TBILISI, DFWatch–Russia thinks Georgia should take the first steps toward restoring diplomatic relations, but Georgia answers that restoring diplomatic relations with Russia is not on the agenda right now.
Gregory Karasin, Russia’s Deputy Foreign Minister, on Thursday told Ria Novosti (http://ria.ru/world/20140619/1012694407.html) that everything should be done to restore the good traditions that existed between the peoples of Georgia and Russia.
Karasin said it wasn’t Russia that broke off diplomatic relations in August 2008.
“Probably it’s not we who should be thinking of the formal aspect of their recovery,” he remarked.
Irine Imerlishvili, Secretary of Georgia’s National Security Council, responded the same day that there are formal frames for talks between Russia and Georgia where this issue can be considered: the Geneva talks or the regular meetings between Karasin and Zurab Abashidze, the Prime Minister’s Representative for Russian Relations.
Karasin said he thinks it is now necessary to discuss practical issues in terms of transport, trade and humanitarian issues.
“There is a difficult condition, but, as we say, the road is made by walking [дорогу осилит идущий] and we intend to continue down this road together, ” he added.
He continued saying that the next meeting with Abashidze is scheduled for mid-July and they will discuss issues in three areas, which are possible to discuss without having diplomatic relations.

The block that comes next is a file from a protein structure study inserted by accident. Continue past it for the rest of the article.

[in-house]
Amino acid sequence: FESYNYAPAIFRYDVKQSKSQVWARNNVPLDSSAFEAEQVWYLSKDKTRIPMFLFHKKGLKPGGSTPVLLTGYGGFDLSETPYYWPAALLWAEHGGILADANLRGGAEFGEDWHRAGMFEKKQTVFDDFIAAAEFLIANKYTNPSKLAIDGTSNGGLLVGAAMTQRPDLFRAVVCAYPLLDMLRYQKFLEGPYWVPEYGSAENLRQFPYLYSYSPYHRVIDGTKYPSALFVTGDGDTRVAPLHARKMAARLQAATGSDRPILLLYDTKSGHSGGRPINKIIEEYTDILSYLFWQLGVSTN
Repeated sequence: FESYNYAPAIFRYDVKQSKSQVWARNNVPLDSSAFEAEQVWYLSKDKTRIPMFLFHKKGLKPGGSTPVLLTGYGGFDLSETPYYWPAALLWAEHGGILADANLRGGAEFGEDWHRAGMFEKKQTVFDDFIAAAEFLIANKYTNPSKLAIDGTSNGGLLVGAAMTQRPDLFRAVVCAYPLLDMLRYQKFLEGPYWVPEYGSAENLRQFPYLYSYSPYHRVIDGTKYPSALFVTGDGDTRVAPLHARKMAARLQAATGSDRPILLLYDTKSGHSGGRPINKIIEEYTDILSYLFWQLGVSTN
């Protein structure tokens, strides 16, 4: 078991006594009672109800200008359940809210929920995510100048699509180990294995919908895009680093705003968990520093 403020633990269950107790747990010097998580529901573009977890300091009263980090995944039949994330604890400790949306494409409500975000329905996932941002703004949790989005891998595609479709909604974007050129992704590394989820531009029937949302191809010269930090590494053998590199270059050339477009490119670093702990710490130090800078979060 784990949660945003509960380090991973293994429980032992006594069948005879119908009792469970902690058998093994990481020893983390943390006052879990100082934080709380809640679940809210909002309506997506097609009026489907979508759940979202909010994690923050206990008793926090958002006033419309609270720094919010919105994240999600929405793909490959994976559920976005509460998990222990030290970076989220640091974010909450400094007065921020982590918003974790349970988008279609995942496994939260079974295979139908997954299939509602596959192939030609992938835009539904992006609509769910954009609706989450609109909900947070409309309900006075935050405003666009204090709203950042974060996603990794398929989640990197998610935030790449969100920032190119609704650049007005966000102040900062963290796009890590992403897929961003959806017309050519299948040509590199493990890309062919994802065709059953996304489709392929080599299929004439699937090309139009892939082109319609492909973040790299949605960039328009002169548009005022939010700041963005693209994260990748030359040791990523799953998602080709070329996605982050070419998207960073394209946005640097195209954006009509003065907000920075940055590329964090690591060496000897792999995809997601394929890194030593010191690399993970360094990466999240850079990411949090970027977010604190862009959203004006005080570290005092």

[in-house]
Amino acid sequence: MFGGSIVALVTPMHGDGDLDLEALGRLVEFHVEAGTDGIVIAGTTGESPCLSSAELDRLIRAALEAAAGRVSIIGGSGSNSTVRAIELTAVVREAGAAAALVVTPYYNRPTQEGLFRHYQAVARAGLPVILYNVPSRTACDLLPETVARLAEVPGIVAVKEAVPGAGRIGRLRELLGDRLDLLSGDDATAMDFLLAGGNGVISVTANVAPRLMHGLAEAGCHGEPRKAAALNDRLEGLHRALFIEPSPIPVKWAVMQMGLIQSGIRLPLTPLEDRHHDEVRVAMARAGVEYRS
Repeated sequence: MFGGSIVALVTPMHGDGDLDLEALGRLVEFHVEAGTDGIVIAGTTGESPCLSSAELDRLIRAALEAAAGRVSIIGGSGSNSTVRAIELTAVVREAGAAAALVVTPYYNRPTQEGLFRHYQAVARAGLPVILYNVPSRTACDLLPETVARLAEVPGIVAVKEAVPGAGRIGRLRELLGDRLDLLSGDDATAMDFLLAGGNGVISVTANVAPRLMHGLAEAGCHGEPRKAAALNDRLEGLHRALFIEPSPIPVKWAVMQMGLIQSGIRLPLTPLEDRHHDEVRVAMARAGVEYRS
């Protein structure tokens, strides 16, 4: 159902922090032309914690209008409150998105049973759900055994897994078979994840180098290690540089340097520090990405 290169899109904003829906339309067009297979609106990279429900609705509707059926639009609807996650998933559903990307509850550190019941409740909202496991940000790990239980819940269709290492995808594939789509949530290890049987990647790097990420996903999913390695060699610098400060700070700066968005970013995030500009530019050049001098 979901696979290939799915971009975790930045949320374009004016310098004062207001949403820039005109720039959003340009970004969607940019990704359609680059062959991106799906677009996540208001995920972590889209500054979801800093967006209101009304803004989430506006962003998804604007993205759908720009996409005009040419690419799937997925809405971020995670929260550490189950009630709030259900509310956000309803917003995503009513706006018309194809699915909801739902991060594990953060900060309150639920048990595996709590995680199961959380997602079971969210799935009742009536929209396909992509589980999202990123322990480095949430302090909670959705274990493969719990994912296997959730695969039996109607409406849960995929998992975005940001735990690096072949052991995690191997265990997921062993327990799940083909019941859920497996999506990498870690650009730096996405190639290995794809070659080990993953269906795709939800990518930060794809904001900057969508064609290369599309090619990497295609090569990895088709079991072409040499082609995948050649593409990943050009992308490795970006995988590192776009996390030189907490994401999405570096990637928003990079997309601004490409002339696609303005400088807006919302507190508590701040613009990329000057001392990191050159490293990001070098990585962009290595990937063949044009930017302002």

Zurab Abashidze told Interpressnews on Thursday that restoring diplomatic relations with Russia is not on the agenda today, unless there is progress regarding regulating the conflicts in Abkhazia and South Ossetia, but there should be “a serious breakthrough.” Otherwise, considering the restoration of relations with Russia will be a confirmation that Tskhinvali and Abkhazia aren’t part of Georgia anymore.
There was a five-day Russia-Georgia war in August 2008 after which Georgia broke diplomatic relations with Russia. Russia recognized Abkhazia and South Ossetia as independent states. Since then, there are being held regular talks between the conflict parties in Geneva to regulate conflict issues. There are also regular meetings, hosted by the European Union, in Ergneti, a village on the border close to Tskhinvali, the Incident Prevention and Response Mechanism, where conflicting parties discuss everyday problems of people living in villages close to the boundary line, and also discuss exchanging detainees.
After the change of government in Georgia at the end of 2012, the new government started holding direct talks with Russia. The Karasin and Abashidze talks have been held regularly in Prague and involved issues to do with transport, trade and economy.